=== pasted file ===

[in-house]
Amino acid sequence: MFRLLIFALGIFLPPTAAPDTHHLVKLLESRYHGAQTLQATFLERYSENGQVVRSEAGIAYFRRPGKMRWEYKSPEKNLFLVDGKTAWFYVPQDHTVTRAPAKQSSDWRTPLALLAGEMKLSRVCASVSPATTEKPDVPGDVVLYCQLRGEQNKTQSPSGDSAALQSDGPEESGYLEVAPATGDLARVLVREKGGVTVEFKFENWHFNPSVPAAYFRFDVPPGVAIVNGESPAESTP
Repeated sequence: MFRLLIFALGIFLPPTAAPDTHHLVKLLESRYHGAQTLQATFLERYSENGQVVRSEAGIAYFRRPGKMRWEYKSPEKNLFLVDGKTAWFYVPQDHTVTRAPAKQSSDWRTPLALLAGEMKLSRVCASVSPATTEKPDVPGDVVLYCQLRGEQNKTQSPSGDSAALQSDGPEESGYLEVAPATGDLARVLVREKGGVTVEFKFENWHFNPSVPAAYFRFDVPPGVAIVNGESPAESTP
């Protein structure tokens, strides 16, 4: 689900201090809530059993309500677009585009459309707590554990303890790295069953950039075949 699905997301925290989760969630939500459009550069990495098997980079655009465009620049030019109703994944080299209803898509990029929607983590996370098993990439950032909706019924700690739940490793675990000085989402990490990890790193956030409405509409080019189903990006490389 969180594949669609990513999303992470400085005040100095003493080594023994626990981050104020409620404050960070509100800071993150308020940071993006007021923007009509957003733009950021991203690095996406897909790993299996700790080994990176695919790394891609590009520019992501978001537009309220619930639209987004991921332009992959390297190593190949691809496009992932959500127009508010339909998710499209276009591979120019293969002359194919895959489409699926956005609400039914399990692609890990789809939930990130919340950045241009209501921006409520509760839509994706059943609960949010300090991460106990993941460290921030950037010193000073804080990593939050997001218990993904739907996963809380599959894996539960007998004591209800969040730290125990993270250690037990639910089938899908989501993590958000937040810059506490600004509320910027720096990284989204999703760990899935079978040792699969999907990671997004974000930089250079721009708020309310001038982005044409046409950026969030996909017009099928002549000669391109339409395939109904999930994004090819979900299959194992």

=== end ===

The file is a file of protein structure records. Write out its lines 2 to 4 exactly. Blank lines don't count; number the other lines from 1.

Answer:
Amino acid sequence: MFRLLIFALGIFLPPTAAPDTHHLVKLLESRYHGAQTLQATFLERYSENGQVVRSEAGIAYFRRPGKMRWEYKSPEKNLFLVDGKTAWFYVPQDHTVTRAPAKQSSDWRTPLALLAGEMKLSRVCASVSPATTEKPDVPGDVVLYCQLRGEQNKTQSPSGDSAALQSDGPEESGYLEVAPATGDLARVLVREKGGVTVEFKFENWHFNPSVPAAYFRFDVPPGVAIVNGESPAESTP
Repeated sequence: MFRLLIFALGIFLPPTAAPDTHHLVKLLESRYHGAQTLQATFLERYSENGQVVRSEAGIAYFRRPGKMRWEYKSPEKNLFLVDGKTAWFYVPQDHTVTRAPAKQSSDWRTPLALLAGEMKLSRVCASVSPATTEKPDVPGDVVLYCQLRGEQNKTQSPSGDSAALQSDGPEESGYLEVAPATGDLARVLVREKGGVTVEFKFENWHFNPSVPAAYFRFDVPPGVAIVNGESPAESTP
């Protein structure tokens, strides 16, 4: 689900201090809530059993309500677009585009459309707590554990303890790295069953950039075949 699905997301925290989760969630939500459009550069990495098997980079655009465009620049030019109703994944080299209803898509990029929607983590996370098993990439950032909706019924700690739940490793675990000085989402990490990890790193956030409405509409080019189903990006490389 969180594949669609990513999303992470400085005040100095003493080594023994626990981050104020409620404050960070509100800071993150308020940071993006007021923007009509957003733009950021991203690095996406897909790993299996700790080994990176695919790394891609590009520019992501978001537009309220619930639209987004991921332009992959390297190593190949691809496009992932959500127009508010339909998710499209276009591979120019293969002359194919895959489409699926956005609400039914399990692609890990789809939930990130919340950045241009209501921006409520509760839509994706059943609960949010300090991460106990993941460290921030950037010193000073804080990593939050997001218990993904739907996963809380599959894996539960007998004591209800969040730290125990993270250690037990639910089938899908989501993590958000937040810059506490600004509320910027720096990284989204999703760990899935079978040792699969999907990671997004974000930089250079721009708020309310001038982005044409046409950026969030996909017009099928002549000669391109339409395939109904999930994004090819979900299959194992």